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Column: The Los Angeles Fire Department’s sexism problem

Los Angeles Fire Department Battalion Chief Kris Larson speaks at a lectern.
Battalion Chief Kris Larson speaks at a Fire Commission meeting in January 2020. She and other women within the Los Angeles Fire Department have long called for a study of the organization and its issues.
(Dania Maxwell / Los Angeles Times)

When I reached Kris Larson on Thursday, she was in Spokane, Wash., attending an international conference for female firefighters. Larson, 55, is president of Los Angeles Women in the Fire Service, and has worked as an L.A. firefighter for 31 years.

Over time, she has risen to the rank of battalion chief and is currently the only Black female officer in the department.

She is, as are many of her firefighter sisters, deeply unhappy about the dearth of women on the force and about the fact that women are hazed, harassed or disrespected by some of their male colleagues.

“You have a small group who feel it’s their mission to make everyone miserable,” Larson said. “The fact is when we pull that fire engine out the door, we will get that emergency solved working together. When we are back in the firehouse, though, we have trouble with the way we treat each other.”

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This is an especially fraught moment for the Los Angeles Fire Department, a widely respected agency that has nevertheless been beset for decades by accusations of sexism and racism.

A few years ago, Larson said, a white fire captain put a toy monkey in the locker of a Black female firefighter. The incident was not widely publicized, but it came up in a recent meeting of the Fire Commission, a panel of five civilians who oversee the department.

Larson was invited to discuss her group’s efforts to improve the work lives of female firefighters.

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Opinion Columnist

Robin Abcarian

“That was a straight-up racially derogatory act towards an African American,” Larson told me later when I asked about the monkey incident. The firefighter transferred, Larson said, and the captain is still on the job.

In June, six Black fire inspectors filed a lawsuit contending that the department is run by a “good old white boys club” that unfairly doles out promotions.

In July, my colleagues James Rainey and Dakota Smith wrote about the department’s “frat house culture” — such as leaving feces on the floor in women’s restrooms — which has driven women out.

Also in July, leaders of groups representing Black and Latino firefighters called for a federal investigation into what they allege is widespread racial bias after my colleague Paul Pringle’s report that a high-ranking white fire official who was allegedly drunk on the job got preferential treatment. The Justice Department has said it is “carefully reviewing” the complaint.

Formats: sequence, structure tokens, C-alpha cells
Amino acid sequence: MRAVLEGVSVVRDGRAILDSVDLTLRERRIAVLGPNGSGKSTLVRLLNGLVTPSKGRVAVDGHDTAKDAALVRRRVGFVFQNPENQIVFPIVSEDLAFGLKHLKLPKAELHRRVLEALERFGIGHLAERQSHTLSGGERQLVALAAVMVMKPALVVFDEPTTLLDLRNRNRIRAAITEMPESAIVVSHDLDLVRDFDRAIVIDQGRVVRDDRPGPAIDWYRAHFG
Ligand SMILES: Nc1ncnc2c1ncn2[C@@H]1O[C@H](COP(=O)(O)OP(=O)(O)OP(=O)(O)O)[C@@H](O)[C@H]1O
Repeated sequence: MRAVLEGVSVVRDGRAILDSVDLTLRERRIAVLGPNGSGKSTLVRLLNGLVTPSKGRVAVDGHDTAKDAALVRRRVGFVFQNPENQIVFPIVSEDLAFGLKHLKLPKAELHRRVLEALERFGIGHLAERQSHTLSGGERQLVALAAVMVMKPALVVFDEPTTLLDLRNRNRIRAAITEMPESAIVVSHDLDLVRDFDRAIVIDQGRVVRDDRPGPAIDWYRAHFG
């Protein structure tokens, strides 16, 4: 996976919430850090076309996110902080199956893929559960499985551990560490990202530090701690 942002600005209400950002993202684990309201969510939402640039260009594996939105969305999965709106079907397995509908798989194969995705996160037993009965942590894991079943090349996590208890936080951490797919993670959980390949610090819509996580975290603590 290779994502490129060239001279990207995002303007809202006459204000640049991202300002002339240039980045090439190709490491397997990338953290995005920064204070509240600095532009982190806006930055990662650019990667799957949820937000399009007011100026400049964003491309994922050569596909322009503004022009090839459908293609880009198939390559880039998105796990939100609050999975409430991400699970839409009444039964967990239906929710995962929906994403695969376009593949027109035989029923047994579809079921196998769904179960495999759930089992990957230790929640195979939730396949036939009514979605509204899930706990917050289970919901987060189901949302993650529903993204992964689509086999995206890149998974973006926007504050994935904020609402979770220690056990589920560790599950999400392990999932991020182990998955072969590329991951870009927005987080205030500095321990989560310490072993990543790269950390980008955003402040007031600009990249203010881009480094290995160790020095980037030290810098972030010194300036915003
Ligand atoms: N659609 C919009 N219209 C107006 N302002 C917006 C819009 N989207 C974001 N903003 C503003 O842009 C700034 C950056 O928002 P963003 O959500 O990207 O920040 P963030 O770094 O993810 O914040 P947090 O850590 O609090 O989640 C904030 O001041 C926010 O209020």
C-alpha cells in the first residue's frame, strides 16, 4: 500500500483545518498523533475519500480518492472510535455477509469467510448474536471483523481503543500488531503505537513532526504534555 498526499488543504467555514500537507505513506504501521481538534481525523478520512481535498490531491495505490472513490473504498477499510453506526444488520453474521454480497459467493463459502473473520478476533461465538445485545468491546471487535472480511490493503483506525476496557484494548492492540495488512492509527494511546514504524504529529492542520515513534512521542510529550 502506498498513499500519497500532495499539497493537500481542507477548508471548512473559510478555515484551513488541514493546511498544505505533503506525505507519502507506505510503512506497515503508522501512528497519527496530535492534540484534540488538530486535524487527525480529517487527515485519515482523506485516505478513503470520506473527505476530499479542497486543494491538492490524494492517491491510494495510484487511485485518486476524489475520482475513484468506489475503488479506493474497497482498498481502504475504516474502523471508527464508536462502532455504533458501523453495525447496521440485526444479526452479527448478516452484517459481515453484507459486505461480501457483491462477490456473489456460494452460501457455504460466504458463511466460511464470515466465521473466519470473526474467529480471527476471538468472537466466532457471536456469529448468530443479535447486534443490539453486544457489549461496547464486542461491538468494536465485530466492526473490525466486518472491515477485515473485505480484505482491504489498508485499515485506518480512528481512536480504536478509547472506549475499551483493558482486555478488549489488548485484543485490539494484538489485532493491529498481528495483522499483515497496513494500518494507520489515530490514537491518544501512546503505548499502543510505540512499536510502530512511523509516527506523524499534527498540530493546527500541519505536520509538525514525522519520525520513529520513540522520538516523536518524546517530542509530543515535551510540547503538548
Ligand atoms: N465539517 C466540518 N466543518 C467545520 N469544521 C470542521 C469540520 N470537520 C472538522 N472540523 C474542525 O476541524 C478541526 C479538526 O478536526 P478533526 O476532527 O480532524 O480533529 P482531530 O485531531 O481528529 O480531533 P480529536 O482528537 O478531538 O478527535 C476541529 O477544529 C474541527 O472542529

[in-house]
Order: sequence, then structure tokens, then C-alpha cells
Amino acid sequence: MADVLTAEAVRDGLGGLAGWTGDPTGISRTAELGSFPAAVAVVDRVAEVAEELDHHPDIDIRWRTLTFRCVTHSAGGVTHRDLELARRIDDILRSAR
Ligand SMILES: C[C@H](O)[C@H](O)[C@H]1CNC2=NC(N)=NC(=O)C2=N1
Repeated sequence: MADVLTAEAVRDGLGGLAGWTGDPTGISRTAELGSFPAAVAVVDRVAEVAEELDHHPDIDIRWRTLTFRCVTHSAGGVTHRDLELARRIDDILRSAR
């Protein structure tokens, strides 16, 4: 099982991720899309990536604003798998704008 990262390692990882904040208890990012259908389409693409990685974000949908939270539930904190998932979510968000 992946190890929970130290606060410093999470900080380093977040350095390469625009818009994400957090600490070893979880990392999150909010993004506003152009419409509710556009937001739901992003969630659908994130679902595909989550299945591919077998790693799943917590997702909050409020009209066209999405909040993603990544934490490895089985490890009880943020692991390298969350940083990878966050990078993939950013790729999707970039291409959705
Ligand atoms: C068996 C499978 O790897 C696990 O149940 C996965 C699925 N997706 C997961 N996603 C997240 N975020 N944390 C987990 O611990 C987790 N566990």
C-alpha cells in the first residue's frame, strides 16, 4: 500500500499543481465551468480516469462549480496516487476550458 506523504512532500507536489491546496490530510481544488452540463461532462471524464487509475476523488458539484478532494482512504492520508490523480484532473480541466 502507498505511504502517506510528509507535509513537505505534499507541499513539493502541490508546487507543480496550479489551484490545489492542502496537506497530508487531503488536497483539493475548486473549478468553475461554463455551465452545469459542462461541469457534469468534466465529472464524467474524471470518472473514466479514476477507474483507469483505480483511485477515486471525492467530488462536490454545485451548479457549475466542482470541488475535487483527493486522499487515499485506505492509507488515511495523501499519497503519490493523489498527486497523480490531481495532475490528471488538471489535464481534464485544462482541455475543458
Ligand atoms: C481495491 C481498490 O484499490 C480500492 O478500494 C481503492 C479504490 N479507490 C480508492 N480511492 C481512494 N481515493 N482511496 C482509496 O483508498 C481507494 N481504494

And, of course, in August, Capt. Cristian Granucci’s emotionally overwrought video rant against the city’s COVID-19 vaccine mandate gave the department a huge black eye. “When will this tyranny stop?” Granucci demanded.

Seeing a veteran first responder selfishly put politics over public health hit Angelenos like a slap in the face. The now-infamous video unleashed an unprecedented backlash against the LAFD.

I had to ask Larson the burning question: Are you vaccinated?

“Of course,” she said with a chuckle. “I’m not stupid.”

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Larson has been publicly critical of the department’s complaint tracking system, implemented by Chief Ralph Terrazas. It’s a big improvement over the previous scattershot approach, in which complaints were handled at the discretion of each of 14 battalion chiefs overseeing the city’s 109 fire houses.

Still, while the new tracking system is a step in the right direction, Larson said, it’s not perfect. Confidentiality is nearly impossible to guarantee, and many women are “deathly afraid of retribution,” particularly if their status is probationary.

“If I put in a complaint, especially as a female, I am going to be labeled a complainer,” she told the Fire Commission in September. “I will be ostracized and criticized.”

In the city of Los Angeles, only 3.5% of the sworn force is female — 115 of 3,300 — despite outgoing Mayor Eric Garcetti’s vow to raise that figure to 5%. Unfortunately, that goal seems out of reach.

“The military has 10 to 15% women,” Larson said. “Police long ago realized that having women on the force can be beneficial. But the Fire Department is woefully behind.”

The LAFD is not just woefully behind on recruiting and hiring women. It is also woefully behind on an organizational study that Larson’s group asked for four years ago.

The idea was to get a clear picture of any flaws or biases that might impede the hiring, retention and promotion of women.

“We went to the City Council and requested $200,000 for the assessment,” Larson said. “It was us, the women. The mayor has made it seem like it was his idea.”

Though the money was approved, it was somehow never allocated.

Finally, however, the chief found the funds, and the study is to be released sometime next year.

I’m guessing the study will tell us what we already know from anecdotes, lawsuits, depositions and news reports. The LAFD has a serious problem with gender inequality.

It will also, one hopes, provide a road map to a more equitable future for women in the LAFD.

I doubt anyone is holding her breath.

“There’s a joke that’s been going around the department forever,” Larson told me. “One hundred years of tradition not impeded by progress.”

@AbcarianLAT


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